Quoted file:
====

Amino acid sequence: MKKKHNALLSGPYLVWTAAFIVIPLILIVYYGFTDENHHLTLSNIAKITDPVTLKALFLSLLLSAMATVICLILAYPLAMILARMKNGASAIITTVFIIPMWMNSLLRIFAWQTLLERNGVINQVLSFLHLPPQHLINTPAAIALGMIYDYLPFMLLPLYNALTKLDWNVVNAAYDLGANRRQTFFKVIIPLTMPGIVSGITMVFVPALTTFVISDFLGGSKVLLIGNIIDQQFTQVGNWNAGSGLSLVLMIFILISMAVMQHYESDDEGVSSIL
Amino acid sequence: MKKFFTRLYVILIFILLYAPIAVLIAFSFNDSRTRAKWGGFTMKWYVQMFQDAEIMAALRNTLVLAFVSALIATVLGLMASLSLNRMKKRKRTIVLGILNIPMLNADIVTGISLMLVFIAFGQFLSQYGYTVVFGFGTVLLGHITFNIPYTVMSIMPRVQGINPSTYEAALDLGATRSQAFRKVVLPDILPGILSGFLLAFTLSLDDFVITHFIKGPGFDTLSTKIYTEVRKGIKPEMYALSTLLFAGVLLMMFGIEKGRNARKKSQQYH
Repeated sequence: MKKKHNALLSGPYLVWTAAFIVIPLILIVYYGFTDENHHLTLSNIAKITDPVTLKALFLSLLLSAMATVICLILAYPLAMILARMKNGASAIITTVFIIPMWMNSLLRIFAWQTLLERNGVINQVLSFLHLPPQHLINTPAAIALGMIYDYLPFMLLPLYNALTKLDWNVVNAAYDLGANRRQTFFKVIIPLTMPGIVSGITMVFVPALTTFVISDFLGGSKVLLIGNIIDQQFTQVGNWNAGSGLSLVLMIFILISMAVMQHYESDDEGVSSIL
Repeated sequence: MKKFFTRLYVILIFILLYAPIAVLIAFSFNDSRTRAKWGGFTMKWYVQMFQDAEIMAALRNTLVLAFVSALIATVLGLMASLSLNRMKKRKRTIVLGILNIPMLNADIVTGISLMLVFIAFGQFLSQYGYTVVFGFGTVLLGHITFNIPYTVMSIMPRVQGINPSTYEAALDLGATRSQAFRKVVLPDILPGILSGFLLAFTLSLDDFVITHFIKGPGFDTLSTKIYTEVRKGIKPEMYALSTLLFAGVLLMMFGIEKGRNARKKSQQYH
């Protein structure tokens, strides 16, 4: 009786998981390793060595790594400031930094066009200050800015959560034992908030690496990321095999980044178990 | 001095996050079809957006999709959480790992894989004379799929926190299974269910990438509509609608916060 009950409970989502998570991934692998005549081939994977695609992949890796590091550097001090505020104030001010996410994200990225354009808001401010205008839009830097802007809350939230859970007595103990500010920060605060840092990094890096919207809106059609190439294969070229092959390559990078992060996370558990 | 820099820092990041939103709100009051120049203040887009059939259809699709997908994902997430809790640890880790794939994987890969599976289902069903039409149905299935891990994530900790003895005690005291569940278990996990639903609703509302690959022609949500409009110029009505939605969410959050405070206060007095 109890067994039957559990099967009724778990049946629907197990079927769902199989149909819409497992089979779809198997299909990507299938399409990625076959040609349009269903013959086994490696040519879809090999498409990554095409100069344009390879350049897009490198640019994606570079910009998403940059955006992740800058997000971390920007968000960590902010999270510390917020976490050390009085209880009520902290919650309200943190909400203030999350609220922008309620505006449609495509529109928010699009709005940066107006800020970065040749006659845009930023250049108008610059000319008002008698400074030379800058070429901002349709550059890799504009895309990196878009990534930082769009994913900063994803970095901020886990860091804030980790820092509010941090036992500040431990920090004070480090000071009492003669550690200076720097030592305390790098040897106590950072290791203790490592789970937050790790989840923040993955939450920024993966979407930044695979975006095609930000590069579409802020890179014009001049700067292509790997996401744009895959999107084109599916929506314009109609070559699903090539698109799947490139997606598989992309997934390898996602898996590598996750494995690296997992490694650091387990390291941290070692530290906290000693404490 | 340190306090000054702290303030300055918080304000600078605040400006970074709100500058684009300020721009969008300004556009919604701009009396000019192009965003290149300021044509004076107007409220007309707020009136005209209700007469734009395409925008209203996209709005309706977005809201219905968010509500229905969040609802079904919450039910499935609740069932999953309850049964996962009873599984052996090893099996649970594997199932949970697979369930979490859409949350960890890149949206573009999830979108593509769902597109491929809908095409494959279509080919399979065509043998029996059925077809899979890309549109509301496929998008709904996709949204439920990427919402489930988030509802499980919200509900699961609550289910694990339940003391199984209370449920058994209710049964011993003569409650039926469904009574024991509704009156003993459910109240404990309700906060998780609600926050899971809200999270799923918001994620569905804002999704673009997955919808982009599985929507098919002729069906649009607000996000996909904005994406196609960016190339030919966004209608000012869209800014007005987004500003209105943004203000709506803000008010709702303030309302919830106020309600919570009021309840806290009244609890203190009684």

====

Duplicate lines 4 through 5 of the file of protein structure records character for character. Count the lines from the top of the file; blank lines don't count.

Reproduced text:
Repeated sequence: MKKFFTRLYVILIFILLYAPIAVLIAFSFNDSRTRAKWGGFTMKWYVQMFQDAEIMAALRNTLVLAFVSALIATVLGLMASLSLNRMKKRKRTIVLGILNIPMLNADIVTGISLMLVFIAFGQFLSQYGYTVVFGFGTVLLGHITFNIPYTVMSIMPRVQGINPSTYEAALDLGATRSQAFRKVVLPDILPGILSGFLLAFTLSLDDFVITHFIKGPGFDTLSTKIYTEVRKGIKPEMYALSTLLFAGVLLMMFGIEKGRNARKKSQQYH
């Protein structure tokens, strides 16, 4: 009786998981390793060595790594400031930094066009200050800015959560034992908030690496990321095999980044178990 | 001095996050079809957006999709959480790992894989004379799929926190299974269910990438509509609608916060 009950409970989502998570991934692998005549081939994977695609992949890796590091550097001090505020104030001010996410994200990225354009808001401010205008839009830097802007809350939230859970007595103990500010920060605060840092990094890096919207809106059609190439294969070229092959390559990078992060996370558990 | 820099820092990041939103709100009051120049203040887009059939259809699709997908994902997430809790640890880790794939994987890969599976289902069903039409149905299935891990994530900790003895005690005291569940278990996990639903609703509302690959022609949500409009110029009505939605969410959050405070206060007095 109890067994039957559990099967009724778990049946629907197990079927769902199989149909819409497992089979779809198997299909990507299938399409990625076959040609349009269903013959086994490696040519879809090999498409990554095409100069344009390879350049897009490198640019994606570079910009998403940059955006992740800058997000971390920007968000960590902010999270510390917020976490050390009085209880009520902290919650309200943190909400203030999350609220922008309620505006449609495509529109928010699009709005940066107006800020970065040749006659845009930023250049108008610059000319008002008698400074030379800058070429901002349709550059890799504009895309990196878009990534930082769009994913900063994803970095901020886990860091804030980790820092509010941090036992500040431990920090004070480090000071009492003669550690200076720097030592305390790098040897106590950072290791203790490592789970937050790790989840923040993955939450920024993966979407930044695979975006095609930000590069579409802020890179014009001049700067292509790997996401744009895959999107084109599916929506314009109609070559699903090539698109799947490139997606598989992309997934390898996602898996590598996750494995690296997992490694650091387990390291941290070692530290906290000693404490 | 340190306090000054702290303030300055918080304000600078605040400006970074709100500058684009300020721009969008300004556009919604701009009396000019192009965003290149300021044509004076107007409220007309707020009136005209209700007469734009395409925008209203996209709005309706977005809201219905968010509500229905969040609802079904919450039910499935609740069932999953309850049964996962009873599984052996090893099996649970594997199932949970697979369930979490859409949350960890890149949206573009999830979108593509769902597109491929809908095409494959279509080919399979065509043998029996059925077809899979890309549109509301496929998008709904996709949204439920990427919402489930988030509802499980919200509900699961609550289910694990339940003391199984209370449920058994209710049964011993003569409650039926469904009574024991509704009156003993459910109240404990309700906060998780609600926050899971809200999270799923918001994620569905804002999704673009997955919808982009599985929507098919002729069906649009607000996000996909904005994406196609960016190339030919966004209608000012869209800014007005987004500003209105943004203000709506803000008010709702303030309302919830106020309600919570009021309840806290009244609890203190009684």